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Arnold Simon surveying his burnt property Tuesday.

Community, family, officials pull together for New England farmer who lost home to fire

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Patrons who rushed to the aid of an area farmer after a major grass and field fire claimed his home Monday say he is well.

Arnold Simon, 82, of New England became homeless when ashes from a previous controlled fire reignited into a blaze that engulfed hundreds of acres, about six miles north of New England.

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"He's in really good spirits," nephew Glen Koppinger of Dickinson said Saturday. "He's been joking around."

Koppinger added that people from surrounding communities and organizations have stepped in to help his uncle, who seems interested in keeping business as usual.

"Neighbors have brought hay over for his cattle," Koppinger said.

After hearing Simon did not have a place to sleep, a local business put a temporary roof over his head.

"We donated a trailer for him to use," said Dan Porter, owner of Dan Porter Motors in Dickinson.

Dan Porter Motors General Manager Rob Wilkinson added that the trailer will hopefully get Simon by until he can find permanent lodging.

"Hopefully they build him a new house," Wilkinson said. "My brother lost his house in a tornado, so I know how that feels."

Red Cross representatives are also giving Simon an extra hand.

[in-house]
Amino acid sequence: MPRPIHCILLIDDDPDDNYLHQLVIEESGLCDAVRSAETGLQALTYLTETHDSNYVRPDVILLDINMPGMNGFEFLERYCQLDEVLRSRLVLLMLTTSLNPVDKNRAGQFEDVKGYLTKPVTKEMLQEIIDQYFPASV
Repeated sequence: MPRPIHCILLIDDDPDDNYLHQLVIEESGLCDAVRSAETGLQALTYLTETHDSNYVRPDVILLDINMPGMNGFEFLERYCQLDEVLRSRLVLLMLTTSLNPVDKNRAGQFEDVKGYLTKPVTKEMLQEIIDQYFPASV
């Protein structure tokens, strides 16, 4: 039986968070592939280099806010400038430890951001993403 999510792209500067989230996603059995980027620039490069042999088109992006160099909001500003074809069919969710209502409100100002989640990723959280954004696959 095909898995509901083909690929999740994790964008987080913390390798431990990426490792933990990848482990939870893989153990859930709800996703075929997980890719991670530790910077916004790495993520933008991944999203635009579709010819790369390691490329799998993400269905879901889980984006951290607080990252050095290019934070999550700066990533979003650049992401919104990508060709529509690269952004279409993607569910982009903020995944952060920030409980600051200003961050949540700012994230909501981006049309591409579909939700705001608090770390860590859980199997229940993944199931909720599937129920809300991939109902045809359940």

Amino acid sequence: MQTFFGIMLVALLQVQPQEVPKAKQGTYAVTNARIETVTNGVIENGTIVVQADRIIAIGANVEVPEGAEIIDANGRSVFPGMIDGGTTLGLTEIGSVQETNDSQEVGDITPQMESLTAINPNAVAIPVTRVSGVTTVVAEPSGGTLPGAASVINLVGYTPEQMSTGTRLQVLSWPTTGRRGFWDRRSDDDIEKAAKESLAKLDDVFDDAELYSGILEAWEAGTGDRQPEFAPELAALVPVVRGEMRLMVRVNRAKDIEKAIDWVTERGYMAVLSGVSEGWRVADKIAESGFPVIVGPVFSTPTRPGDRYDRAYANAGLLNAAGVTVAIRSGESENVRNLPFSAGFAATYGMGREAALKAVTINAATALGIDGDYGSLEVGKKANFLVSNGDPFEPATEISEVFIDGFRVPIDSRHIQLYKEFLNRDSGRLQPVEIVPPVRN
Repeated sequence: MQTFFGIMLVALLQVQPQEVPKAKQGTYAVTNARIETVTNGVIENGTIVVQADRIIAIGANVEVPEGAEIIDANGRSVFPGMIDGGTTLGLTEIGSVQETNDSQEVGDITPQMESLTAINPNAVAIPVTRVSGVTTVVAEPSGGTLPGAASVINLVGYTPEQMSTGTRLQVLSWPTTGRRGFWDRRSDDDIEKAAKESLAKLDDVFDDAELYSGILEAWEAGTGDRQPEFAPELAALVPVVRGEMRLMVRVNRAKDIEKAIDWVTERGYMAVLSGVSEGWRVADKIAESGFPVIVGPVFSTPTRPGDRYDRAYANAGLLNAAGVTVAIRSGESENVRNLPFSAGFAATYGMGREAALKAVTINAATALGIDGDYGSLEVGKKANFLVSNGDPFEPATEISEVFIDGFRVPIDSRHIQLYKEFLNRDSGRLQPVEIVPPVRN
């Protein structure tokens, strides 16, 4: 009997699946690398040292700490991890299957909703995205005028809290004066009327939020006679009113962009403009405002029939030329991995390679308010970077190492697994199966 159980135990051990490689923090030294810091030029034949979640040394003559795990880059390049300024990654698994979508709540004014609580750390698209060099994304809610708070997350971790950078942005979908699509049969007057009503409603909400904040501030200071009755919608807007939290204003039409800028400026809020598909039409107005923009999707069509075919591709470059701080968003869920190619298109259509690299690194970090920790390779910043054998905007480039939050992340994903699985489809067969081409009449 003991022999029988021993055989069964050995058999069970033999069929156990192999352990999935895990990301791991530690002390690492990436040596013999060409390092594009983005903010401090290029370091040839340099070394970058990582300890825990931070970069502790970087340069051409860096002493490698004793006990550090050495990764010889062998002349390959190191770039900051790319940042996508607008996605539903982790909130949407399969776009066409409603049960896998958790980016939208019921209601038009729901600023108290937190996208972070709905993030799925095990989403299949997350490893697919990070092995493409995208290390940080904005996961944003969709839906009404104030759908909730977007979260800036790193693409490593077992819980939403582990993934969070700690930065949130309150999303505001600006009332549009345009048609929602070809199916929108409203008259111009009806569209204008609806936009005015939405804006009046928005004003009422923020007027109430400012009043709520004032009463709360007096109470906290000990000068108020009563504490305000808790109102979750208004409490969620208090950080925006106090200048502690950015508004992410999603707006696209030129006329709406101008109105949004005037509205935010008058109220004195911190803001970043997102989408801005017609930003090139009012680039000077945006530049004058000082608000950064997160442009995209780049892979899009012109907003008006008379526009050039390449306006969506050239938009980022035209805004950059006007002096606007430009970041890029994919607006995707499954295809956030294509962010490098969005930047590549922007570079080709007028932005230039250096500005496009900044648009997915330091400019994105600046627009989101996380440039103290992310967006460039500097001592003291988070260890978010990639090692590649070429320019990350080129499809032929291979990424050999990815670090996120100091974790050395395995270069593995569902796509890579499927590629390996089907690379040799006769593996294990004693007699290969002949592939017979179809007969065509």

"We gave him an assistance debit card with money for clothing, food and stuff," Red Cross Volunteer Tessa Shumway said.

Melanie Moen, Bismarck Red Cross emergency services director, noticed Simon's determination to stay put, and thinks he will be able to keep living on his property.

"I'm not sure if the cattle are calving right now or what, but he did not want to leave," Moen said. "I believe he will have the means to be able to do that."

Moen added that other individuals are helping Simon out.

"It sounds like a lot of neighbors are reaching out to him," she said.

Moen said it was not easy helping Simon initially because he does not carry a cellphone.

"There's no way to really contact him," she said.

Kyle Koppinger, another nephew of Simon's, agrees.

"I'm hoping that he gets a cellphone at some point in time," Kyle Koppinger said.

Kyle Koppinger added that he wants to make sure Simon is able to handle tax and insurance paperwork because most of the farmer's documentation was lost in the fire. But he said Simon also needs space.

"We didn't want to keep bothering and telling him what to do," he said.

Moen thinks Simon is going to be OK. He may have lost his home, but he has seen love and support from many people.

"It sounds like he's fairly taken care of now," she said.

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